Heirloom Herb. Cilantro is also known as coriander. The seeds are used ground-up as a seasoning in all sorts of foods and candies. Fresh leaves are indispensable to Latin American and Chinese cuisine. While cilantro has good heat resistance and is slow to bolt, plants will none the less eventually bolt in the high heat of summer. To counter this, sow seed every two weeks to ensure a continuous supply all summer long. Grows to 70 cm (28″). Annual.
How to Grow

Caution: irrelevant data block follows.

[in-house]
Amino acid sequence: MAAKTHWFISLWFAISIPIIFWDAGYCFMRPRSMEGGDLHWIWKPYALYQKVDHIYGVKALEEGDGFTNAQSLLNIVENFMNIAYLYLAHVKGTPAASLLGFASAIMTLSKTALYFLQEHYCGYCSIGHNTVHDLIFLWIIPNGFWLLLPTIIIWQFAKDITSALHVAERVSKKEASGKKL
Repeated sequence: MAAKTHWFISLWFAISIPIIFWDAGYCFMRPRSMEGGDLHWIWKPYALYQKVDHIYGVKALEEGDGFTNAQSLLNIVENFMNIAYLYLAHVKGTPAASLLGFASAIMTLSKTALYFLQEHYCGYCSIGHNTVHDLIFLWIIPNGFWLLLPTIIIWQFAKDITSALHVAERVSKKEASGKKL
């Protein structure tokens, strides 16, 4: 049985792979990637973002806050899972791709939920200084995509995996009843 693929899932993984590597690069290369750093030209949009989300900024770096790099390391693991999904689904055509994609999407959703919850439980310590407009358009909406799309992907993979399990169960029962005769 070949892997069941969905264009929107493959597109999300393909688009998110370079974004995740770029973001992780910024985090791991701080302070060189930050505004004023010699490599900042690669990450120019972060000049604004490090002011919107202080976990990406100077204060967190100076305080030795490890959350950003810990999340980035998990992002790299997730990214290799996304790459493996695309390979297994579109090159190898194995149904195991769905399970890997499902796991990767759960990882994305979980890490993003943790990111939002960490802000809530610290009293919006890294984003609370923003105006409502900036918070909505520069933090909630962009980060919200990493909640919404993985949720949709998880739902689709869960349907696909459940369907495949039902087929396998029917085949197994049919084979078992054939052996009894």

65 seed/gram Sow seed outdoors in mid to late May, then every two weeks through August, or start them inside and transplant after the danger of frost has passed. Cilantro can be grown indoors on a sunny window or under lights during the winter. Indoor cilantro plants are not long lived nor do they produce significantly, but they will add a bit of summer to dull winter days. Outdoors, Cilantro is a low maintenance plant & prolific– all you really need to do is provide water when necessary. Lightly feed with a general-purpose fertilizer as too much can adversely affect the production of the essential oils responsible for flavour and aroma. Cilantro is grown for its leaves and seeds.